Coptic Catholic Patriarch calls for Objective, Impartial Report


2013-08-21 Vatican Radio

In response to this, Coptic Catholic Patriarch Ibrahim Isaac Sedrak released a statement on Monday outlining the current crisis in Egypt: “With pain, but also with hope, the Catholic Church in Egypt is following what our country is experiencing: terrorist attacks, killings and the burning of churches, schools and state institutions. Therefore, out of love for our country and in solidarity with all lovers of Egypt, Christians and Muslims, we are trying to do our best to communicate with friendly organizations around the world to clarify for them the reality of events taking place in our country.”
Among other points, he expressed appreciation for “sincere nations to understand the nature of events while flatly rejecting any attempt to interfere in the internal affairs of Egypt or to influence its sovereign decisions, whatever the direction might be.” Finally, he offered “condolences to all families and relatives of the victims. We ask the Lord to heal all the injured.”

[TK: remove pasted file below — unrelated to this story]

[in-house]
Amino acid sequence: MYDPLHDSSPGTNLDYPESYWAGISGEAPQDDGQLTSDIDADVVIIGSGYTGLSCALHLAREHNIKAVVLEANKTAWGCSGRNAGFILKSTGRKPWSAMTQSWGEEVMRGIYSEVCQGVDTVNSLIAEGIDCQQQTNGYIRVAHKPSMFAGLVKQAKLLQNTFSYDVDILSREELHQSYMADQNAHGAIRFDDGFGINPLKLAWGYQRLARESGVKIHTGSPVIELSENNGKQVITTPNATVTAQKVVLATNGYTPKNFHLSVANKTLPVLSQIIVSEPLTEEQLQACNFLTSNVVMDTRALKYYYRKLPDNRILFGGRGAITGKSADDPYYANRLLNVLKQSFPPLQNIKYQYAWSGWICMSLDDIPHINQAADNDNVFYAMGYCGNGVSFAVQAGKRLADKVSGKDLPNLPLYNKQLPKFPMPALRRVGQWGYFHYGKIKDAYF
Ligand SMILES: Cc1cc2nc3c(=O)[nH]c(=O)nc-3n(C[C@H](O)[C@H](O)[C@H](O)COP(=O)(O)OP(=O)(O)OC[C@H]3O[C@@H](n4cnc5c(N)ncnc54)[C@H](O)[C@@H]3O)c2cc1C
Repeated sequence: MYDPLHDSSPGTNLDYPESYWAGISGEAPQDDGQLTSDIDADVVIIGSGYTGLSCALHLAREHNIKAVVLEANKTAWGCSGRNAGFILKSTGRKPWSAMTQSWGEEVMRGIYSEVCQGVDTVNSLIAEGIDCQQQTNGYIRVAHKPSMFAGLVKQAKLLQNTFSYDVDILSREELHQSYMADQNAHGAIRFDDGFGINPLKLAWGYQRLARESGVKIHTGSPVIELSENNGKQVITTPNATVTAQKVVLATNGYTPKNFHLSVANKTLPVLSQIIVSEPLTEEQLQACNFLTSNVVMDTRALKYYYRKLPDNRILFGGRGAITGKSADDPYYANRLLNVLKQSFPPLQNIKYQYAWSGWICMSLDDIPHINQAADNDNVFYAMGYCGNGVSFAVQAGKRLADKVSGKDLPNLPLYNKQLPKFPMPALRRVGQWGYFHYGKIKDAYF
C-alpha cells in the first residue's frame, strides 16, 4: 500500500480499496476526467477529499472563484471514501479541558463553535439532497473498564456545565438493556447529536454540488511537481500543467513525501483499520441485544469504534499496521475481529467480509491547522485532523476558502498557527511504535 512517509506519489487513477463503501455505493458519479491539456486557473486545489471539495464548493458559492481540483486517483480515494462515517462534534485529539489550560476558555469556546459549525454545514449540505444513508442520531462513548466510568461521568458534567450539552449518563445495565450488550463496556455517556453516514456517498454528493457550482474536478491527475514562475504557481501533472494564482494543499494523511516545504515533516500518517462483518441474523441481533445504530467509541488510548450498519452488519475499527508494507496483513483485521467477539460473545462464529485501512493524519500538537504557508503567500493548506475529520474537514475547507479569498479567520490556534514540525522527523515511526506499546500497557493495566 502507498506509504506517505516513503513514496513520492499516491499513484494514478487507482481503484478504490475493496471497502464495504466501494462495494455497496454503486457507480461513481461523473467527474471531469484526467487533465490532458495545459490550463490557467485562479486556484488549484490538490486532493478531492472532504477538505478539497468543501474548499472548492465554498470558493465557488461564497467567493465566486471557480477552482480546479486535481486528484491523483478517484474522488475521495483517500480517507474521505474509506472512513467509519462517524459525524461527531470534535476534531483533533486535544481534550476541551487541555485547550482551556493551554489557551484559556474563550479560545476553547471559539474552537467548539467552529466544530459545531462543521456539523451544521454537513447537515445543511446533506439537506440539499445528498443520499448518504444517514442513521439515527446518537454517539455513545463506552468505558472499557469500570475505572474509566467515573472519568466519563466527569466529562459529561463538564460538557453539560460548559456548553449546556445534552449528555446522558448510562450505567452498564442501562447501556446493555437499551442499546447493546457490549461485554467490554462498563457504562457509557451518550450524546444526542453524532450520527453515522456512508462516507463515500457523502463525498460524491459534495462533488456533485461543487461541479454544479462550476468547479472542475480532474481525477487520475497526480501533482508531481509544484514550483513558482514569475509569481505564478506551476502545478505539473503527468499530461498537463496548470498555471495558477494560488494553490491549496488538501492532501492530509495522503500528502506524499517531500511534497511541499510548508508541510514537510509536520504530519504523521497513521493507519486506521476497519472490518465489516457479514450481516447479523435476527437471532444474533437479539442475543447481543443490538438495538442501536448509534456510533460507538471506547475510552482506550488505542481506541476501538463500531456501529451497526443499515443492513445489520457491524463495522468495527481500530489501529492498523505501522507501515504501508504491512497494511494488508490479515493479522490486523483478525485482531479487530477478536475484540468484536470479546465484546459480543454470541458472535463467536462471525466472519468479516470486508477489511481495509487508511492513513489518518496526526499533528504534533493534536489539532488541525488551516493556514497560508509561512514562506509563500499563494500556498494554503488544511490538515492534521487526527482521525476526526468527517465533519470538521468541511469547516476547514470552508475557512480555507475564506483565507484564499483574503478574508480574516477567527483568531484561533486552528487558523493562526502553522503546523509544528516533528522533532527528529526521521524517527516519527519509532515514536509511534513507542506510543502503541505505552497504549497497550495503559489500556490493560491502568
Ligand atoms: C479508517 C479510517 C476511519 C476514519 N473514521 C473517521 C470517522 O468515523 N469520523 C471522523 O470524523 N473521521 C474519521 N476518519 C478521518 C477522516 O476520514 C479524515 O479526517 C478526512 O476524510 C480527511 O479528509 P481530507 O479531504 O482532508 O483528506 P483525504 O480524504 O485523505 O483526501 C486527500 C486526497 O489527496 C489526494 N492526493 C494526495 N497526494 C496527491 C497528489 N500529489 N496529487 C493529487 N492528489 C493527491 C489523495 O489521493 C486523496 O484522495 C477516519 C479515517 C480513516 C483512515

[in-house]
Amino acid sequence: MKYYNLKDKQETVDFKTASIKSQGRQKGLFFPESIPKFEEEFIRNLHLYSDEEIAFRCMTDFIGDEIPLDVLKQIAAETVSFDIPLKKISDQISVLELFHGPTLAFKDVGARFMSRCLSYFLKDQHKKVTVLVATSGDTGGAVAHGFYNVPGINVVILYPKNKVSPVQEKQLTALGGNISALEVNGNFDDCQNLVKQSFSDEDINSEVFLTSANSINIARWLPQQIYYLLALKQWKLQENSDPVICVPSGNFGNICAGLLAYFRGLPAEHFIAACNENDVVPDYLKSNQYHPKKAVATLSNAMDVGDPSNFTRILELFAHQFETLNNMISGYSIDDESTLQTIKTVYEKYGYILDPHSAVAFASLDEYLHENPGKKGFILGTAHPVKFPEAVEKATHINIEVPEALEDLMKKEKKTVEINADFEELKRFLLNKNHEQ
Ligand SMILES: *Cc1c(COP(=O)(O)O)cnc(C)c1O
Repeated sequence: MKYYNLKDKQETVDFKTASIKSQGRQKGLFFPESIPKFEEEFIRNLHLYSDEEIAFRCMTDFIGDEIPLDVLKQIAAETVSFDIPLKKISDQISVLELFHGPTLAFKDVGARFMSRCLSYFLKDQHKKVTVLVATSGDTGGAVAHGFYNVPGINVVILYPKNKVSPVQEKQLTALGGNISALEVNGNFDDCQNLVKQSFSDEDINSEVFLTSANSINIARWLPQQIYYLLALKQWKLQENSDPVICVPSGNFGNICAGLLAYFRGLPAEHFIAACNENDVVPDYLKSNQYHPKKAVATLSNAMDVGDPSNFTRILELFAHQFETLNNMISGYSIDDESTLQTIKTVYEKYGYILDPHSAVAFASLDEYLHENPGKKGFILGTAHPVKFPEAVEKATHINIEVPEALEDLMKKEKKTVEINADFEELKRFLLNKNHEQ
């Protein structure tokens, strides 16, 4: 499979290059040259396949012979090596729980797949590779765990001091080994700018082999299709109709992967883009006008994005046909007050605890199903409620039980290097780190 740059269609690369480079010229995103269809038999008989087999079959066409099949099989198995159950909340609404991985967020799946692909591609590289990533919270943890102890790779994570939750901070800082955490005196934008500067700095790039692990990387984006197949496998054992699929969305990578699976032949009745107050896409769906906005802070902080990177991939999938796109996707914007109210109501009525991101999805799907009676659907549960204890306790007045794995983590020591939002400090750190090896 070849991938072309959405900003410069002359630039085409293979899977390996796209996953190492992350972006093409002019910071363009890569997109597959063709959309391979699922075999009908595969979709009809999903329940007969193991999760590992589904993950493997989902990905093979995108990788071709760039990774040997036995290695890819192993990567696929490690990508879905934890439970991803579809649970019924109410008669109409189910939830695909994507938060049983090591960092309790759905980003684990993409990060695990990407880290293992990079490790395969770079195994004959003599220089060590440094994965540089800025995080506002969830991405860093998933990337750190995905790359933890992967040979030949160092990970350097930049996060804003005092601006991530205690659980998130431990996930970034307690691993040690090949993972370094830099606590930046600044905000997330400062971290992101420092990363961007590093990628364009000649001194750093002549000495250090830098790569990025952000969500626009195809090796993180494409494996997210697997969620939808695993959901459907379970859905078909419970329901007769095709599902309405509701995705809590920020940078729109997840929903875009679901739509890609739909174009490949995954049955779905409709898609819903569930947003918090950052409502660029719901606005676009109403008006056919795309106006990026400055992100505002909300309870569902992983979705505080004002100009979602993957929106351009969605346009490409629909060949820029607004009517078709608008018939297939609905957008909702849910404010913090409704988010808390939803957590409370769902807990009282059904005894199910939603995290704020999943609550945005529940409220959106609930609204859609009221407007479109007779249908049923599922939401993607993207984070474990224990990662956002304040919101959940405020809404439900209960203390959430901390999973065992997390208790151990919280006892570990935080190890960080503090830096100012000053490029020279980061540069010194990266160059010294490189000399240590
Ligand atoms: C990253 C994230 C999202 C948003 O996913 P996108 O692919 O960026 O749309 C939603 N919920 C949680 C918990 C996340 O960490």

Speaking with Vatican Radio, President of the U.S. Copts Association Michael Meunier gave some context to the situation in the country.  “Egypt is just beginning to get back on the path of peace and democracy,” he said. “Under the Muslim Brotherhood rule, there was no peace or democracy for the majority of Egyptians.”
Contrary to some reports by the Western media, Meunier said, Morsi’s government was not a democratically elected one. Rather, the Muslim Brotherhood party, he said, was won through violations in the election process, and did not reflect the majority of Egyptians. “What’s happening now in Egypt is not a fight between two gladiators. It’s actually the Muslim Brotherhood deciding it’s either they rule Egypt or they burn Egypt.”
“What’s happening to Christians in Egypt,” he continued, “is the price that we have to pay, and everybody else has to pay, for a long-term freedom. I know everybody’s wondering and worrying about [whether] there will be any freedom under the military rule, but what we know, and what we experienced in the Muslim Brotherhood rule in Egypt for over a year, is that there was no freedom.”